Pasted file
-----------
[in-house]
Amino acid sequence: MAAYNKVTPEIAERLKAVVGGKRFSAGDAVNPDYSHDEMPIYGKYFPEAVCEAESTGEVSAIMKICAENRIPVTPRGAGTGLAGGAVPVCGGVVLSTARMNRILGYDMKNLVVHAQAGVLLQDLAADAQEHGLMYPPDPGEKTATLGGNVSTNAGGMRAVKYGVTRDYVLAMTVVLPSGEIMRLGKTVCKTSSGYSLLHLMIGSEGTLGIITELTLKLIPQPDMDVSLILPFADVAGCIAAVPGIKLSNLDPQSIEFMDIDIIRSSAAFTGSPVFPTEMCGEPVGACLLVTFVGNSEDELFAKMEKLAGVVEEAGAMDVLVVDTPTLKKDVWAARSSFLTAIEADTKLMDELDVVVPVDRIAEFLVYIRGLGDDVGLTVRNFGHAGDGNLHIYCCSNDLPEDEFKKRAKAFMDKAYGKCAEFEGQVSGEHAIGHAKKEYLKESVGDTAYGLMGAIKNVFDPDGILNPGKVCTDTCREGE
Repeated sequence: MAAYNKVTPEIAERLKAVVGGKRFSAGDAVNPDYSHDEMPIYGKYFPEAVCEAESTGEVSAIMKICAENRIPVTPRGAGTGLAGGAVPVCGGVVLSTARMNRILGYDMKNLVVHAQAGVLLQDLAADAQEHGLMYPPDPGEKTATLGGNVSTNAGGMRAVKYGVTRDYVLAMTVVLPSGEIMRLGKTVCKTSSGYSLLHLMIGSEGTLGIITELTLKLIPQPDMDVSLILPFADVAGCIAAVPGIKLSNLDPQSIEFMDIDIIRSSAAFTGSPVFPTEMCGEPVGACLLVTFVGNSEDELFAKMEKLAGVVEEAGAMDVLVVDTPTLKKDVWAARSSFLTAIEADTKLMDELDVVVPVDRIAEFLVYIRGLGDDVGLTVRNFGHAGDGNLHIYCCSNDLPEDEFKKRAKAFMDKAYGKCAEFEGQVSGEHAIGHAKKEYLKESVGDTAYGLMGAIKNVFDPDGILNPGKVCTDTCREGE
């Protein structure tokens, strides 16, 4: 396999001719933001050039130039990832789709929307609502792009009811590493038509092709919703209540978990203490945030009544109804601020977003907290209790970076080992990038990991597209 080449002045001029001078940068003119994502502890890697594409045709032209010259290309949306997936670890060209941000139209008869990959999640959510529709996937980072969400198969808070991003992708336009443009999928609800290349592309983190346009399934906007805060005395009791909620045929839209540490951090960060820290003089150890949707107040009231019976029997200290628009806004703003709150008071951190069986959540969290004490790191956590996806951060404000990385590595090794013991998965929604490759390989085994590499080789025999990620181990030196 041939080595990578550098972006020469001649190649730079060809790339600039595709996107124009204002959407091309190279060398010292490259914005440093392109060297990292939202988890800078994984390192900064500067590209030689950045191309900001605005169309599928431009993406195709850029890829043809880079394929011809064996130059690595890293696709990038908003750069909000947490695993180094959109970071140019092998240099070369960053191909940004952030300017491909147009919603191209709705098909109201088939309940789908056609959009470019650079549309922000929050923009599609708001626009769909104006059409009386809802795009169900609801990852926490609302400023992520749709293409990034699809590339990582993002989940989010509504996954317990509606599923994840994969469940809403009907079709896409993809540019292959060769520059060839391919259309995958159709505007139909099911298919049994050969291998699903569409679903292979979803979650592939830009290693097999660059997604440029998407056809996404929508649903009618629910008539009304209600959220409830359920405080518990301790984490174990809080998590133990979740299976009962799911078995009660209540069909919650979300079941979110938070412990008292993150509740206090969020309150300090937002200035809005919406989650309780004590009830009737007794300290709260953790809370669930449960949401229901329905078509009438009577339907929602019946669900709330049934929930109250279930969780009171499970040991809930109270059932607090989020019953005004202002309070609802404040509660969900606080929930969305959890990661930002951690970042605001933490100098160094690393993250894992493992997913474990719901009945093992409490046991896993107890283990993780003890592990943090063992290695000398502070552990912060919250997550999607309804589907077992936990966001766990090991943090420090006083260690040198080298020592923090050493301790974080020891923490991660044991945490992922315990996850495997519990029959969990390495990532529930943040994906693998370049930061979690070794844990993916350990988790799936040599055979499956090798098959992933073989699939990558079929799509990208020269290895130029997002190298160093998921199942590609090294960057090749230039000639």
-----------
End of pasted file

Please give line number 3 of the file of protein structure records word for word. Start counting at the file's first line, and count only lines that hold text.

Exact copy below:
Repeated sequence: MAAYNKVTPEIAERLKAVVGGKRFSAGDAVNPDYSHDEMPIYGKYFPEAVCEAESTGEVSAIMKICAENRIPVTPRGAGTGLAGGAVPVCGGVVLSTARMNRILGYDMKNLVVHAQAGVLLQDLAADAQEHGLMYPPDPGEKTATLGGNVSTNAGGMRAVKYGVTRDYVLAMTVVLPSGEIMRLGKTVCKTSSGYSLLHLMIGSEGTLGIITELTLKLIPQPDMDVSLILPFADVAGCIAAVPGIKLSNLDPQSIEFMDIDIIRSSAAFTGSPVFPTEMCGEPVGACLLVTFVGNSEDELFAKMEKLAGVVEEAGAMDVLVVDTPTLKKDVWAARSSFLTAIEADTKLMDELDVVVPVDRIAEFLVYIRGLGDDVGLTVRNFGHAGDGNLHIYCCSNDLPEDEFKKRAKAFMDKAYGKCAEFEGQVSGEHAIGHAKKEYLKESVGDTAYGLMGAIKNVFDPDGILNPGKVCTDTCREGE